Athleisure has become a staple in almost everyone's wardrobes in the last 10 years. And honestly, what's not to love about it? It's comfortable, versatile, and you can wear it when you're at the gym (of course) but also when you're out running errands, hanging out with friends, and even at the office (if you've got a relaxed workspace or working from home).
If I had to take stock of all athleisure and normal workout gear I own, I'd have to say it probably makes up 30% of my wardrobe—and I might be underestimating here. I have 20+ pairs of leggings. You might be in the same boat, too. And if you're looking for new brands to discover, I polled our editors and added a few of my own to this list of favorites below…
Zella is Nordstrom's in-house activewear brand and is super popular with both THE/THIRTY readers and editors. Everything is reasonably priced and well-made, with leggings in the $50 to $70 range and sports bras between $30 and $50.
Since Athleta is part of the Gap, Old Navy, and Banana Republic family, you know you're going to get reliable, well-made activewear basics from this brand. It's also a certified B Corporation, meaning it balances purpose and profit. Some of its initiatives include 60% of its materials are made with sustainable fibers and 70% of waste from packaging materials have been diverted from landfills.
Outdoor Voices really changed the game when it debuted back in 2013 because it really emphasized having fun while staying active. The brand's lineup includes pieces that are functional, stylish, and well, happy, all at once.
One of the OG activewear brands, Lululemon has a cult following, and for good reason. The brand's leggings really get the job done. In recent years, Lulu has also rolled out supportive sports bras, cool jackets, and technical coats made for people with active lifestyles.
If you're a fan of Free People's boho, free-spirited vibe, chances are you're going to also love the brand's activewear line called FP Movement. It combines that well-known style with functional, technical activewear.
If you didn't know this already, let me drop some knowledge on you: Amazon has an in-house activewear brand that is really cute and affordable. You'll find leggings, sports bras, tanks, and more all at really great price points—most things are under $40 and nothing is over $50. There are your basic essentials that always need a place in your wardrobe, but there are also pieces with stylish details, like scalloped trim or mesh layering.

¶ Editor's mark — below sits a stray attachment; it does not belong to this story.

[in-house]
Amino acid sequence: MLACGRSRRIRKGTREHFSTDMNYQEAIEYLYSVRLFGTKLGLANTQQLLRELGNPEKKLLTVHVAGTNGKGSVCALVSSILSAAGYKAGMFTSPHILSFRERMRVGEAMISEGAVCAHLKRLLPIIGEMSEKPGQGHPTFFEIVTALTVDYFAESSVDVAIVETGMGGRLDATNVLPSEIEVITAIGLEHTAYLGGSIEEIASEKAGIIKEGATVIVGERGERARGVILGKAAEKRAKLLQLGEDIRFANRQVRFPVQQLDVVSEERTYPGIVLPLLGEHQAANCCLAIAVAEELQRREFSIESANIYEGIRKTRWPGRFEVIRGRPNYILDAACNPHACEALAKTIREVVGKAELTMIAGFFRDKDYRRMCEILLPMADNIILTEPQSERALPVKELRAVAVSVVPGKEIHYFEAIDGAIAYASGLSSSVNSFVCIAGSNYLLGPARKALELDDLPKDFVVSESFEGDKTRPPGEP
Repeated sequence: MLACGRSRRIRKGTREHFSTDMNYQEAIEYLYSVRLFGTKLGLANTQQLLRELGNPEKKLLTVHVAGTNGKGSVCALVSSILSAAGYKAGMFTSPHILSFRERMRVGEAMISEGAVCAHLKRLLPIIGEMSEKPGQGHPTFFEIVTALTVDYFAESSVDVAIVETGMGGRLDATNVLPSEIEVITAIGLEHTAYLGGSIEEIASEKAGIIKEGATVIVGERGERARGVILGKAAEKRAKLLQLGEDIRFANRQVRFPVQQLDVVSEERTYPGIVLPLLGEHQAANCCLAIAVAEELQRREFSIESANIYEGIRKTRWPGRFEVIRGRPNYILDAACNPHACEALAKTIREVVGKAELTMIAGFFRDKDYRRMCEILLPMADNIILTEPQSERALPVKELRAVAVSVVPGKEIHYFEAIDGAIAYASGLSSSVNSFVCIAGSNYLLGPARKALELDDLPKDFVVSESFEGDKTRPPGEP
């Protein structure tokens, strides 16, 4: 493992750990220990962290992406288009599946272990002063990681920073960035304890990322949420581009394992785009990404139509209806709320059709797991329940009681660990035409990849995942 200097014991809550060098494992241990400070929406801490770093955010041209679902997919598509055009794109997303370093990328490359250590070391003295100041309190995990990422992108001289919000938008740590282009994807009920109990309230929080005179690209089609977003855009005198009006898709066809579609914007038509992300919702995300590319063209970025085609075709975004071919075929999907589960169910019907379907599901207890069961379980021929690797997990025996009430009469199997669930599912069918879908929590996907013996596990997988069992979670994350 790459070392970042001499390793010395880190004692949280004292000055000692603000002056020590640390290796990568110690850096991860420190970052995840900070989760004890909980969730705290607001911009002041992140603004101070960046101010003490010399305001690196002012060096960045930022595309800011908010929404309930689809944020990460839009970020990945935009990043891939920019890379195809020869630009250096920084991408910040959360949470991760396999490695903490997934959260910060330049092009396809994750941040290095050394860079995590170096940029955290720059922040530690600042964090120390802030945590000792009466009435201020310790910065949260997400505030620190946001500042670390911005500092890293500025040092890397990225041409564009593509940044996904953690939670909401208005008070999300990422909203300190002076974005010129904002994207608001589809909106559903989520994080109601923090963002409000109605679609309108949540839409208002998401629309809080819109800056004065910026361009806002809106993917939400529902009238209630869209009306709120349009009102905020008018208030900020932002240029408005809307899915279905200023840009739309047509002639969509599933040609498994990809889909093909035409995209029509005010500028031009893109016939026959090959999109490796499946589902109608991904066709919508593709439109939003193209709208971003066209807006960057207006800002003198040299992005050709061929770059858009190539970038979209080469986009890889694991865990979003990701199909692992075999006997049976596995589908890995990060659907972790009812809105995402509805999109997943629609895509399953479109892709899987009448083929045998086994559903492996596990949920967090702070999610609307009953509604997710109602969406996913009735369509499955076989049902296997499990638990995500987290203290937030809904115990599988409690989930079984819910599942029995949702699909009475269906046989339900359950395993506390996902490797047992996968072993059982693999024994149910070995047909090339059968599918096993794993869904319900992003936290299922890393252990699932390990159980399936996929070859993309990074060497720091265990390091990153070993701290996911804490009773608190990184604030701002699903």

While Alo specializes in yoga wear, you don't have to be a yogi to enjoy the brand's leggings, tops, and sweatshirts. You can wear Alo to a yoga class, HIIT class, at brunch, and when you're lounging at home. The brand also has its own yoga, fitness, and meditation app called Alo Moves.
You'll feel good, look good, and even do good in Girlfriend Collective. That's because the brand makes its activewear from recycled materials and follows ethical manufacturing procedures (aka paying its factory workers living wages, giving them fair working hours, and ensuring safe working conditions).
You've probably heard of Champion, or recognize its iconic logo. It's has been a trustworthy and affordable activewear brand for more than 100 years, so, of course, it had to make our list. You'll find all the essentials—from sweatshirts to sweatpants to sneakers.
The Brits know how to do activewear right. Founded in the UK in 1998, Sweaty Betty is known for its stylish pieces (lots of fun patterns!). The brand even does swimwear, too. If you're not afraid of adding a bit of color to your wardrobe. you're going to want to look this brand up.
Varley is another cool, fashion-girl activewear brand that we love. All of the pieces are high-performance and made for women on the go, so your outfit can take you from the gym to work to home (and then some).
This article was originally published at an earlier date and has since been updated.
This article is provided for informational purposes only and is not intended to be used in the place of advice of your physician or other medical professionals. You should always consult with your doctor or healthcare provider first with any health-related questions. See our full health disclaimer here.